Getting grandparent rights, also known as visitation rights, allows grandparents to ask the court for time with their grandchildren. This can be helpful when the parent is restricting access to the grandchild. However, getting these rights takes time and money. Here is an overview of the typical costs associated with getting grandparent visitation rights.
The biggest expense for getting grandparent rights will likely be attorney fees. Hiring a family law attorney to handle the petition can cost anywhere from $200 to $500 per hour. The total fees can easily add up to thousands of dollars depending on:
- The complexity of the case – Cases involving abuse allegations or other complicating factors will take more attorney time. Simple cases may cost less.
- How contested it is – If the parents strongly fight the petition for visitation, there will be more back-and-forth and court appearances. This drives up legal fees.
- The experience of the attorney – Lawyers with decades of specific family law experience tend to charge higher hourly rates. New attorneys often start around $200 per hour.
On average, total attorney fees for getting grandparent rights fall between $5,000 to $20,000. However, highly complex and contested cases could exceed $20,000.
In addition to attorney fees, grandparents will need to pay various court costs including:
- Filing fees – This is what it costs to officially submit the petition. Fees are usually $100 to $500 depending on the state.
- Process serving fees – The petition and notices need proper service on the parents. Private process servers generally charge $50 to $100 per service.
- Copying/administrative fees – Courts charge per page copy fees and administrative fees for paperwork processing throughout the case. This adds up to $100+ typically.
Expert Witness Fees
If mental health evaluations are needed, or experts are used to strengthen the argument for visitation rights, their fees also need to be paid. Expert witness fees often range from $200 to $500 per hour. Even if insurance covers some costs, there is usually an out-of-pocket portion.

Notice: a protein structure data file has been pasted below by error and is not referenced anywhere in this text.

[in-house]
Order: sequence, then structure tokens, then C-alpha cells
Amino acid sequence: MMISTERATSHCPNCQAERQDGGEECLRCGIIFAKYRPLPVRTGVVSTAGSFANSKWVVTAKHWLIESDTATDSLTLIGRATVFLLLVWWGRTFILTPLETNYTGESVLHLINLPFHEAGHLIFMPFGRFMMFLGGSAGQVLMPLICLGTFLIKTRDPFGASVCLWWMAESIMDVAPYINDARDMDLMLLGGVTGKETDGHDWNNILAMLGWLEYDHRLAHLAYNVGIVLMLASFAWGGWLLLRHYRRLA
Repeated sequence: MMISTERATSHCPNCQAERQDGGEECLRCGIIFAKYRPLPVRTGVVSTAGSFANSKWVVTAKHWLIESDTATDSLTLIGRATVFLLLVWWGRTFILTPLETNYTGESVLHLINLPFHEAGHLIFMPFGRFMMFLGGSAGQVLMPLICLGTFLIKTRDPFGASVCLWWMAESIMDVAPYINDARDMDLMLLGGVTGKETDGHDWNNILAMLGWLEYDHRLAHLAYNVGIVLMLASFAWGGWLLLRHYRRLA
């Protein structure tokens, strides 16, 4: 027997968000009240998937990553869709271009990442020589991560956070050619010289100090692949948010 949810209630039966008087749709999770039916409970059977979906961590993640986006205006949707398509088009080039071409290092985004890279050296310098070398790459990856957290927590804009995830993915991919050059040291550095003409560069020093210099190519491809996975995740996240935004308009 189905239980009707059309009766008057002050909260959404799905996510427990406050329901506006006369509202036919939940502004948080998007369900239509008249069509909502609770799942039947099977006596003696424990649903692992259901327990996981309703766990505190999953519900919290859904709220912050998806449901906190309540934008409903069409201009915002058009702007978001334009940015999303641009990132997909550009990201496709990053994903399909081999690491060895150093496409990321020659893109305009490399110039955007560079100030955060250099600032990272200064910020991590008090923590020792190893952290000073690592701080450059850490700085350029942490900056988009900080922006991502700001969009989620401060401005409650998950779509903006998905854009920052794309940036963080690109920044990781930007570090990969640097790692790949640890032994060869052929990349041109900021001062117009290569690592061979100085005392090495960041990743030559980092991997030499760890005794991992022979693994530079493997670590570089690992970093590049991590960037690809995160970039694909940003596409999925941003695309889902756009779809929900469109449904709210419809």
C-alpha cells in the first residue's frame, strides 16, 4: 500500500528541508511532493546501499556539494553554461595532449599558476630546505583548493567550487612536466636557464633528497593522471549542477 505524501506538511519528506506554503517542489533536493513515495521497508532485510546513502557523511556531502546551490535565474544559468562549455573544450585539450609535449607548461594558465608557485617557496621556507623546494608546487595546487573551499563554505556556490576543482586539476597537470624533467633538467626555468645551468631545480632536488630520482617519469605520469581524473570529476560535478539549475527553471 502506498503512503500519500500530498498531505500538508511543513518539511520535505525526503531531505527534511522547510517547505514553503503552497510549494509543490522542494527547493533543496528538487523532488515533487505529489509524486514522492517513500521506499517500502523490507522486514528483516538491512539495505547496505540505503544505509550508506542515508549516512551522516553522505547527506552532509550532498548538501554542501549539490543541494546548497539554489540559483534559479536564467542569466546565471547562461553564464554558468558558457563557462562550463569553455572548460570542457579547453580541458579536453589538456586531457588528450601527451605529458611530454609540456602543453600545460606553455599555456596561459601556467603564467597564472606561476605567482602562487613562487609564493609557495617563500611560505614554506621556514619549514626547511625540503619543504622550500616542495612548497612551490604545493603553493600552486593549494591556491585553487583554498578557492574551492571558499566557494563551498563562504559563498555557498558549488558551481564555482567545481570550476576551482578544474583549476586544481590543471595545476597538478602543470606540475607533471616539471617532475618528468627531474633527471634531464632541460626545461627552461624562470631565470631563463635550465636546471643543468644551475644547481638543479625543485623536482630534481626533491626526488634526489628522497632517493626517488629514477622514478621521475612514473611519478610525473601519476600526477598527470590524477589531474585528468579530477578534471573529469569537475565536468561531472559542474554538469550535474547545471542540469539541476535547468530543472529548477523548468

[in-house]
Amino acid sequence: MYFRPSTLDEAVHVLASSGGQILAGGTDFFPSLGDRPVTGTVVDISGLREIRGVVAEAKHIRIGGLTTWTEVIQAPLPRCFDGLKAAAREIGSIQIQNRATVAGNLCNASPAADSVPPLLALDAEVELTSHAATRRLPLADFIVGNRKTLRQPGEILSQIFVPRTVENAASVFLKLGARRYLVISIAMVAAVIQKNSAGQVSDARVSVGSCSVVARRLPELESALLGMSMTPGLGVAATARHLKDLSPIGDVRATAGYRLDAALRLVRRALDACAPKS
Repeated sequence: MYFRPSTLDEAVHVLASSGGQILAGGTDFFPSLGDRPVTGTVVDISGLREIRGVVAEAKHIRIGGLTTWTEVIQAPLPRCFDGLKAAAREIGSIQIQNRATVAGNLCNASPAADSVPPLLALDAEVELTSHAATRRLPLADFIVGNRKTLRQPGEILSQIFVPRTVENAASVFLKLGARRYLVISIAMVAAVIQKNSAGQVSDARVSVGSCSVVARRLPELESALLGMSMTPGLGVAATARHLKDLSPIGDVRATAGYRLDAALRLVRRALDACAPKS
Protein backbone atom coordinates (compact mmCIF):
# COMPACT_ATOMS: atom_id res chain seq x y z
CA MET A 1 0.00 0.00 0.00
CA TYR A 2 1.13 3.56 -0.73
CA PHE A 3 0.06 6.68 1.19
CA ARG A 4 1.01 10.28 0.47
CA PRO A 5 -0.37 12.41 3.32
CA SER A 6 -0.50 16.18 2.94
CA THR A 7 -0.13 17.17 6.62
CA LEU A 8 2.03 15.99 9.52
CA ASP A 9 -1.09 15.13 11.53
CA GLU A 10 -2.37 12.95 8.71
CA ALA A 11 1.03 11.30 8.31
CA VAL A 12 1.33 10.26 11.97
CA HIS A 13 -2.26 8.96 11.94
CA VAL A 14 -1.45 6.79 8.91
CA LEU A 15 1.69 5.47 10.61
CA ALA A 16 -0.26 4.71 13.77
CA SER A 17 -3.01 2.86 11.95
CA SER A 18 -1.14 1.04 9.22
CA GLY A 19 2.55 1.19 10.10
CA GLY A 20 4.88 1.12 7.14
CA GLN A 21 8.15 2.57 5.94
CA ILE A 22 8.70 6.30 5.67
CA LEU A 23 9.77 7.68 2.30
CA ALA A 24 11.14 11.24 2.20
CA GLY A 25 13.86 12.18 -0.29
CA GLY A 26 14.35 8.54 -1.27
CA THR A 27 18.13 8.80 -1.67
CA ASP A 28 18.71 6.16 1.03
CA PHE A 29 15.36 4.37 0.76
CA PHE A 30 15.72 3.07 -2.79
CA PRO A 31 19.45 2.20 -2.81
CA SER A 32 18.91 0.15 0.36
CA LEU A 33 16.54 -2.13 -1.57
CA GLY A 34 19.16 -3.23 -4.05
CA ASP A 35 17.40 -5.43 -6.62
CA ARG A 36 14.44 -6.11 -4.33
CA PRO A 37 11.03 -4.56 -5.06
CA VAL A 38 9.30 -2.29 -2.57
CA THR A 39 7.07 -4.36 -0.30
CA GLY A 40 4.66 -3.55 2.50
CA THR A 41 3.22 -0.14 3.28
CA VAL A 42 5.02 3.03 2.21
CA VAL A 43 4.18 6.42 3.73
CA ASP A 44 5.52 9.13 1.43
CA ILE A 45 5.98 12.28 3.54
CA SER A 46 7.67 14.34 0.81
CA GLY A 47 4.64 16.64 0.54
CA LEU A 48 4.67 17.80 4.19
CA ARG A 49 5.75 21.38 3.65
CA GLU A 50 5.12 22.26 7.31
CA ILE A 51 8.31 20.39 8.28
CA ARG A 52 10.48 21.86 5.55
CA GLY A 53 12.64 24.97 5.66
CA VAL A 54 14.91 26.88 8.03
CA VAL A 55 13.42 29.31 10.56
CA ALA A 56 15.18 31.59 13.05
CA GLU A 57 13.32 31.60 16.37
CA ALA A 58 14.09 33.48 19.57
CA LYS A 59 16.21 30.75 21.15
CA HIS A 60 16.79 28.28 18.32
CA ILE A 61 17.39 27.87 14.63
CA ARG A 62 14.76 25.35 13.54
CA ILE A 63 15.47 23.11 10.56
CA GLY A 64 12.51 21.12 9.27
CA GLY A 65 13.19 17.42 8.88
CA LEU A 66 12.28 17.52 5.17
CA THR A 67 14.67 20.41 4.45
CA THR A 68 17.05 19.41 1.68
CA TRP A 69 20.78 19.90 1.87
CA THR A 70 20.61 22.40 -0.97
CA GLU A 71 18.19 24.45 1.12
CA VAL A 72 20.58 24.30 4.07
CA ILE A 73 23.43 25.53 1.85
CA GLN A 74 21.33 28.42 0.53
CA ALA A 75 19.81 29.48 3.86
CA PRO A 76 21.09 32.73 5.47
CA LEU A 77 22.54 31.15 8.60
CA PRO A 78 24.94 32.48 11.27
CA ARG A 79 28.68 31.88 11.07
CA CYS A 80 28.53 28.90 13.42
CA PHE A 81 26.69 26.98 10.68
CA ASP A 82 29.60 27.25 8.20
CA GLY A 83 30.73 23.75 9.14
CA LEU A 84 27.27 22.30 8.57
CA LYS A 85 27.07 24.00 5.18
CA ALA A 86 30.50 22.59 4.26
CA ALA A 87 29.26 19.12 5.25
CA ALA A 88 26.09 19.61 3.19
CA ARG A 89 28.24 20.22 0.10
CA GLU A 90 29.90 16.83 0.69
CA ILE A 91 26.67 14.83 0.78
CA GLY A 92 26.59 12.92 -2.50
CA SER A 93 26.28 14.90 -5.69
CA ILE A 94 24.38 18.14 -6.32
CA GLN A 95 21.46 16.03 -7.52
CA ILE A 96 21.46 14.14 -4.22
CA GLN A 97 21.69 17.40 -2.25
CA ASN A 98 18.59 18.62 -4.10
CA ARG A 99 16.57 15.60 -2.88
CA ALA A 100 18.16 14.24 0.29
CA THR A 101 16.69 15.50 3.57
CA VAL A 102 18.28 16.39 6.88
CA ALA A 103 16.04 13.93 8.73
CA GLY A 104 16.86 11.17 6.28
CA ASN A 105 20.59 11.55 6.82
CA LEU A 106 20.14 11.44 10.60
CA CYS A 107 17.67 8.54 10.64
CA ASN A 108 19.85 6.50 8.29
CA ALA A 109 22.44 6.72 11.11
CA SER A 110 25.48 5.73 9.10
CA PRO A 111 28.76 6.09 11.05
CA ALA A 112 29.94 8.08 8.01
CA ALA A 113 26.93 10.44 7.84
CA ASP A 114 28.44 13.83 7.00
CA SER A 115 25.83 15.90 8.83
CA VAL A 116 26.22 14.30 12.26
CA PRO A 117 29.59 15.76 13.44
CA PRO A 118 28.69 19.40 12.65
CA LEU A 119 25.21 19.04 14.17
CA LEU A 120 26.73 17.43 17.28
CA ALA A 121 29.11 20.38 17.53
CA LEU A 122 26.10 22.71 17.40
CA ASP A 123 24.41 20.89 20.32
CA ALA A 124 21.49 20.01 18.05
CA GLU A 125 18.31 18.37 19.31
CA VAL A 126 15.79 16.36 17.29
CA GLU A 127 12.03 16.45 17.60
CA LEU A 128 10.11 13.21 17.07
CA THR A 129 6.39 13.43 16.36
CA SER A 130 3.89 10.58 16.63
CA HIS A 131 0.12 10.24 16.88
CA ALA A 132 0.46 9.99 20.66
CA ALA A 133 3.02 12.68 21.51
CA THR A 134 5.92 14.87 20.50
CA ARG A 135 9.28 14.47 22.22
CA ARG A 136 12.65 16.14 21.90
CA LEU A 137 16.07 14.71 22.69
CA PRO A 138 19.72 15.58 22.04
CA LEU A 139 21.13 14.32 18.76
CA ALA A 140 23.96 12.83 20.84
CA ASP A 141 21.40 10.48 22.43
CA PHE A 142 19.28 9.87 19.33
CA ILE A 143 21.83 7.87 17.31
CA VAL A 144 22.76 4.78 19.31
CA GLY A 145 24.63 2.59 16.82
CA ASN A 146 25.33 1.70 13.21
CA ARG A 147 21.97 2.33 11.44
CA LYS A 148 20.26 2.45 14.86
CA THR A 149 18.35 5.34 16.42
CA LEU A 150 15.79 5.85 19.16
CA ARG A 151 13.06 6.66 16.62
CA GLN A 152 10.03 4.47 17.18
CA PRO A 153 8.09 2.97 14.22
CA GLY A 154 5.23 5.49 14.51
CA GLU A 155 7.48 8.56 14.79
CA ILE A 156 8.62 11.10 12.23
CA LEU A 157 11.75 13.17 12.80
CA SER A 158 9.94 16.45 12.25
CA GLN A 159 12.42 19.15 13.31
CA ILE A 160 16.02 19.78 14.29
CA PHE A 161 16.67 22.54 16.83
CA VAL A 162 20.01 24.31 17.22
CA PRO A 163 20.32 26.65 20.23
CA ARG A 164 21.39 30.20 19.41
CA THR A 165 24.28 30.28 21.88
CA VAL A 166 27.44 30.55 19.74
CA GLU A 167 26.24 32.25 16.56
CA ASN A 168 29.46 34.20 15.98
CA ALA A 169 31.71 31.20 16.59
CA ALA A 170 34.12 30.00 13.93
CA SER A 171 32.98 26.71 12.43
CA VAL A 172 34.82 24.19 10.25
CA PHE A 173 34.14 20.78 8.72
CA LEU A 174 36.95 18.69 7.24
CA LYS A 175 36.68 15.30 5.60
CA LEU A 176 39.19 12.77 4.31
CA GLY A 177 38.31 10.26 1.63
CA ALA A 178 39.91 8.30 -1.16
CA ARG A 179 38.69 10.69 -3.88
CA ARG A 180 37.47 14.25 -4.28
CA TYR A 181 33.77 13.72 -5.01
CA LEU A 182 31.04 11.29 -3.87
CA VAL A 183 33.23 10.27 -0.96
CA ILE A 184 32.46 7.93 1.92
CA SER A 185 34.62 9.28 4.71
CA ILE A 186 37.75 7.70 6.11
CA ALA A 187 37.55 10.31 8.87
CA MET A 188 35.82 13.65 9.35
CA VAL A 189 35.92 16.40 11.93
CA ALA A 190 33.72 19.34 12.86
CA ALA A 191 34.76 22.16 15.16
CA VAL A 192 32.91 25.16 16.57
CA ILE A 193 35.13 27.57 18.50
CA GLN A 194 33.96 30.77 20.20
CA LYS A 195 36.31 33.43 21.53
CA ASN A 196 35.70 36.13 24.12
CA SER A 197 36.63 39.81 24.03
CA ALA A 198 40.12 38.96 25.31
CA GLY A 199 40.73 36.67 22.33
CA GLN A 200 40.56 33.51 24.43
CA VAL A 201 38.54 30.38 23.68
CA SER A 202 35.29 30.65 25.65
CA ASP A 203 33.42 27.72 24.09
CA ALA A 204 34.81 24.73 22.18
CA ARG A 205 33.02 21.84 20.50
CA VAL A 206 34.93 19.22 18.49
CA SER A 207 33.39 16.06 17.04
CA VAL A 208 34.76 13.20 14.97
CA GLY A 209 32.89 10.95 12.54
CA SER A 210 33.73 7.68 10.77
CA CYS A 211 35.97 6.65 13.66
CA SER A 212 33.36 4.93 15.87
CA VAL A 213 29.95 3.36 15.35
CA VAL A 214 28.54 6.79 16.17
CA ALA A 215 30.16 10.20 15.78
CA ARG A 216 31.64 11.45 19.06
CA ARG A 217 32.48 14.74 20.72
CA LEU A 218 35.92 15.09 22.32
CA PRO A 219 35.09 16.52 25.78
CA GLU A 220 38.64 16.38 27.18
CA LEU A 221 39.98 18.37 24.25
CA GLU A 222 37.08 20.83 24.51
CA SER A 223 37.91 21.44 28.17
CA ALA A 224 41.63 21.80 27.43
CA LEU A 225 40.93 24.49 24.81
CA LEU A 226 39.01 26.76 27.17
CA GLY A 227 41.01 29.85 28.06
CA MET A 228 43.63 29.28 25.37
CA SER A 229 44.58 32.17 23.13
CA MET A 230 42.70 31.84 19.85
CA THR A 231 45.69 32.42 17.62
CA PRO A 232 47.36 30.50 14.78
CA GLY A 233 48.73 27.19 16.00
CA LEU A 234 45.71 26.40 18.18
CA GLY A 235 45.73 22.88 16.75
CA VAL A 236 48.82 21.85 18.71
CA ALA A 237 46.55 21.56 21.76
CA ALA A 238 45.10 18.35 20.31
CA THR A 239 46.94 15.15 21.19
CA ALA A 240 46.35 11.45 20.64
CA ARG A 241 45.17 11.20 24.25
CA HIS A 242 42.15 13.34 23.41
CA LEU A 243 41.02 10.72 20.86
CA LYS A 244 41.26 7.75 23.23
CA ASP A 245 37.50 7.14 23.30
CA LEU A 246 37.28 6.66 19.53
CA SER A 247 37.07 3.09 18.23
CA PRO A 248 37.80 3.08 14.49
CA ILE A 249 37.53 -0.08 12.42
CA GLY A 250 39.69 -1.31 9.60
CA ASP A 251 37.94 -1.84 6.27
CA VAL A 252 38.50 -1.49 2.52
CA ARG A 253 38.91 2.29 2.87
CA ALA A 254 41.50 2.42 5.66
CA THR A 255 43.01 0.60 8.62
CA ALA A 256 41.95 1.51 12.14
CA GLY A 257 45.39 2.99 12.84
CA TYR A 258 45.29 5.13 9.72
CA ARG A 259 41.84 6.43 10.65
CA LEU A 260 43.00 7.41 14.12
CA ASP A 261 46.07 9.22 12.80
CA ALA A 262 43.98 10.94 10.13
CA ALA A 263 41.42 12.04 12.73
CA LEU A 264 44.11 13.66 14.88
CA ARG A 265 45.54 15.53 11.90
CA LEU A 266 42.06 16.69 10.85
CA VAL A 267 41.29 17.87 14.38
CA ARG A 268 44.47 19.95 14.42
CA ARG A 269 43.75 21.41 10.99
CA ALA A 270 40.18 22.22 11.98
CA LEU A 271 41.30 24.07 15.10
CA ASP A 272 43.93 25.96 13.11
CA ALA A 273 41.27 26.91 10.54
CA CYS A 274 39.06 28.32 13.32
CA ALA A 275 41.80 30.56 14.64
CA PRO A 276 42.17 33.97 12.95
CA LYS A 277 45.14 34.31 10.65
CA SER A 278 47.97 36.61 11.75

If the case involves travel to court or for visitation, gas, hotel, plane tickets, and meal costs need to be factored in. Cases involving long distances can rack up thousands in travel expenses over time.
Taking time off work to go to court hearings, meetings with attorneys, or travel can result in lost wages. Even paid time off equals money lost for some. Carefully tracking these hours helps determine the full financial impact.
Child Custody Evaluations
In some states, a full child custody evaluation is required before granting visitation rights. This involves professional analysis from a social worker or custody evaluator, and costs $2,000-$5,000 on average.
Before going to court, grandparents may be required to attempt mediation. Mediators often charge $200 or more per hour for their services split between both sides.
Appointed Guardian Ad Litem
If the court feels it’s needed to protect the child’s interests, a guardian ad litem may be appointed. This also has an associated cost paid by the grandparents seeking visitation.
If visitation rights are denied, grandparents can appeal. But filing appeals and going through the appellate process adds substantial legal fees.
Total Estimate of Costs
Given all these potential costs, getting grandparent visitation rights can easily cost between $10,000 to $40,000 on average. Complex cases with extensive litigation and appeals can exceed $50,000.
However, cost should not necessarily deter grandparents from pursuing visitation if it’s truly in the child’s best interest. There are ways to reduce expenses: